Thanks, STtNGFan. Without researching TOO deeply, I reasoned what would be the closest analog to a police box in the US of 1963. Since America did not employ police boxes by that time (though it supposedly developed them in the late 19th century), I figured the next best thing would have to be a commercial pay phone booth. But the brushed metal and glass with blue and/or red accents would look too state of the art. No, you'd want something that looked "old" in '63. Thus the all but phased out wooden boxes would "parallel" better with the equally "old" police boxes.
Tangently related, my town's regional hospital, despite being remodeled over the years retains a pair of wooden phone boxes in the main lounge area as a bit of nostalgia. Really! The pay phones were removed years ago since nearly everyone uses cells, but they still stand there with their folding doors. I think it's great idea. One can use them if they wish to keep their phone conversation a bit more private and avoid disturbing others.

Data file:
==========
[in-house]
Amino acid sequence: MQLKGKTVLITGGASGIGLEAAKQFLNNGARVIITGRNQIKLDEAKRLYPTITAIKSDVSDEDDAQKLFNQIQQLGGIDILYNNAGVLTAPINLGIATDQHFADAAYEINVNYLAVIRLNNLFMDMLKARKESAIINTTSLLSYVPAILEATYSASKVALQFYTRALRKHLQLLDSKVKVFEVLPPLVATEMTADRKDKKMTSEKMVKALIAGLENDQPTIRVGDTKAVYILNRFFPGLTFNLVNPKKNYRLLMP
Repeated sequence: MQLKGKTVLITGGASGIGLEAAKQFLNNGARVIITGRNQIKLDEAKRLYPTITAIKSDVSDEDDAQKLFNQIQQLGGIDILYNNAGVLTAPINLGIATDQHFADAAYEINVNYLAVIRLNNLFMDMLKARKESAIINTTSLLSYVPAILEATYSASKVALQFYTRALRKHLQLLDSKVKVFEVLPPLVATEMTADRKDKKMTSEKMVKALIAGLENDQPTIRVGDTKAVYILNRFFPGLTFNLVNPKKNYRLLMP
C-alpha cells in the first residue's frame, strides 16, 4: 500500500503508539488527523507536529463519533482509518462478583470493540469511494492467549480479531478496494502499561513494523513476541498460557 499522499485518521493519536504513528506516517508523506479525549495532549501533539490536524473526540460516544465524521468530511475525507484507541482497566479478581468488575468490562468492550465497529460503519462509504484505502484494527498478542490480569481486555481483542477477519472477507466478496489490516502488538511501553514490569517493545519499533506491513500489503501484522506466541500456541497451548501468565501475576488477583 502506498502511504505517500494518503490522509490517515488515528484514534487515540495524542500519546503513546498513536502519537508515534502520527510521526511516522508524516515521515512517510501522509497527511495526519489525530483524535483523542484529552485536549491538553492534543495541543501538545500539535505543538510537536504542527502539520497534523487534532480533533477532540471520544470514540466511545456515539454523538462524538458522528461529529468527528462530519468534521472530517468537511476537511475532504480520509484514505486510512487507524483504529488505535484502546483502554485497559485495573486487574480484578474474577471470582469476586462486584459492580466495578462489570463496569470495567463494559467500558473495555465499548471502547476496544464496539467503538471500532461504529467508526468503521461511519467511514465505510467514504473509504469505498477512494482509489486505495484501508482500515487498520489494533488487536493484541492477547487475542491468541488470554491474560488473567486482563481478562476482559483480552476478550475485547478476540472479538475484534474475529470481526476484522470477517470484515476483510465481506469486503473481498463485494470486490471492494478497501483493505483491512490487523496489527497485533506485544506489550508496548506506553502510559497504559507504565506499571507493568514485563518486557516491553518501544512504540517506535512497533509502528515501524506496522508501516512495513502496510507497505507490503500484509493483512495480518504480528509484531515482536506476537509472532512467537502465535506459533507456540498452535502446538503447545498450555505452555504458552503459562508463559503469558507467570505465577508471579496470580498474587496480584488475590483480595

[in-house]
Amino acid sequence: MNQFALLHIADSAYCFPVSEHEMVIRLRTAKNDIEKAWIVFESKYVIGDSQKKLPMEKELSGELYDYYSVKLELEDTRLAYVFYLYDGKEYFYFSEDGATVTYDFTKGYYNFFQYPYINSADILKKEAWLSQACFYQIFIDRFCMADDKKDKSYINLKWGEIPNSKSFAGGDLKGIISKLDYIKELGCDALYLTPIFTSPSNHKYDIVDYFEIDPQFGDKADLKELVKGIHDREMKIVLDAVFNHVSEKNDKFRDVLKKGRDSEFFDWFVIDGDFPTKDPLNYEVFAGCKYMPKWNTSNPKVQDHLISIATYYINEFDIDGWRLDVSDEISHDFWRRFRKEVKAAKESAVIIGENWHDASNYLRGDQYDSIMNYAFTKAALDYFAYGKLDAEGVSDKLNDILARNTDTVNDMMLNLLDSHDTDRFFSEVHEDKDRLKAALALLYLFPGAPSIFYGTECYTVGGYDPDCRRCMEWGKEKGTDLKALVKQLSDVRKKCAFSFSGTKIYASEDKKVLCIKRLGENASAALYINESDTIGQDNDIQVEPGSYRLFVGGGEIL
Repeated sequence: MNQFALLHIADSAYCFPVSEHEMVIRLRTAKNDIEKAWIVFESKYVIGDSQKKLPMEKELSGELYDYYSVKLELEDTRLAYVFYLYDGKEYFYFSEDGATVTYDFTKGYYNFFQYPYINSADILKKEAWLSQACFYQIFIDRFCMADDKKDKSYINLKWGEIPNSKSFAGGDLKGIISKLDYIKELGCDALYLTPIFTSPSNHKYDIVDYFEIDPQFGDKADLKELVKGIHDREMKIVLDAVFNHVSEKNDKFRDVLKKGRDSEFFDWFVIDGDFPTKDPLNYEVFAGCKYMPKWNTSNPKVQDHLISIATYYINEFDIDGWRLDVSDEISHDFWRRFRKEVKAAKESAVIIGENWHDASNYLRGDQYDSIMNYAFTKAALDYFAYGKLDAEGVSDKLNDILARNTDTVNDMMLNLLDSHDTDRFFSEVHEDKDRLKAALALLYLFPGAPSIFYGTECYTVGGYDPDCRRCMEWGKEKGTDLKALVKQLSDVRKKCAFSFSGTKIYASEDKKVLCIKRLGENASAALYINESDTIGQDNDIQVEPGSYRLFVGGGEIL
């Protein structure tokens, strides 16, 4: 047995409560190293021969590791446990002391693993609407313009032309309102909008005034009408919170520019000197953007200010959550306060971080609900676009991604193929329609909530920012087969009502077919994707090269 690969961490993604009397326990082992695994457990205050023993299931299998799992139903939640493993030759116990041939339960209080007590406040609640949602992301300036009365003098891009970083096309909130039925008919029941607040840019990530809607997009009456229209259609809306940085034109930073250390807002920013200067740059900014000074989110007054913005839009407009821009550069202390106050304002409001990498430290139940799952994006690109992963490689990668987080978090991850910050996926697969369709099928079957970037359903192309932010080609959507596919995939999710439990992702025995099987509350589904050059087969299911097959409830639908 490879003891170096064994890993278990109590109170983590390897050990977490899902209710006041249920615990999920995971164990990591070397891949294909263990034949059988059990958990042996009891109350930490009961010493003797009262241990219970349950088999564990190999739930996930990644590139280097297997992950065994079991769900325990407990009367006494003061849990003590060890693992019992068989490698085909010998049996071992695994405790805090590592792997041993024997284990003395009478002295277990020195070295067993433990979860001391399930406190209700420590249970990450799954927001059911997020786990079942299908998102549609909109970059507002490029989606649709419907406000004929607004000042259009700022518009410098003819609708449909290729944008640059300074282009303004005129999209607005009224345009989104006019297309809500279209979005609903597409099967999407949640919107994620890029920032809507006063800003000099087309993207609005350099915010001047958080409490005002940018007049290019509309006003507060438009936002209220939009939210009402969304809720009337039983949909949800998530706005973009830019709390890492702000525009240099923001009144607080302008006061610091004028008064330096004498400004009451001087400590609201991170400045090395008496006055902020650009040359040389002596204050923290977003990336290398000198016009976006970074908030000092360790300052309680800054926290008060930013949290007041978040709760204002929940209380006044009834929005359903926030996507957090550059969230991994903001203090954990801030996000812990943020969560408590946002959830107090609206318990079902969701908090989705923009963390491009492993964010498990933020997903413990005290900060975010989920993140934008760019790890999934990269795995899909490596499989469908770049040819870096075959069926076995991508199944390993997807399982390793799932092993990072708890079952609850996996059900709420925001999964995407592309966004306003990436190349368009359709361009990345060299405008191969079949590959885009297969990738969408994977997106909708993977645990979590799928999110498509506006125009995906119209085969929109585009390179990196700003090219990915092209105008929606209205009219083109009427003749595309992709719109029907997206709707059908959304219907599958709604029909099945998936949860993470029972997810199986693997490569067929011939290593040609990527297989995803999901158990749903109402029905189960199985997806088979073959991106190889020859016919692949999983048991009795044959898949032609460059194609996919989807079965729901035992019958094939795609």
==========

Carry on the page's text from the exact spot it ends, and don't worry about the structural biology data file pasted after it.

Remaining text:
Those antiquated booths kinda' gave me the idea.
Originally, I assumed those "vacu-formed/blow molded" portable toilets were invented in the 1970s or later. But the Wiki' article (which I know is NOT an infallible source of irrefutable information) states "the first US patent for a polyethylene plastic portable restroom was issued in the 1960s to George Harding, who was a co-founder of PolyJohn Corporation with Ed Cooper and George Hiskes." (It did not pinpoint an exact year, so they MIGHT have existed in late 1963.) But a phone booth is just a bit more classy.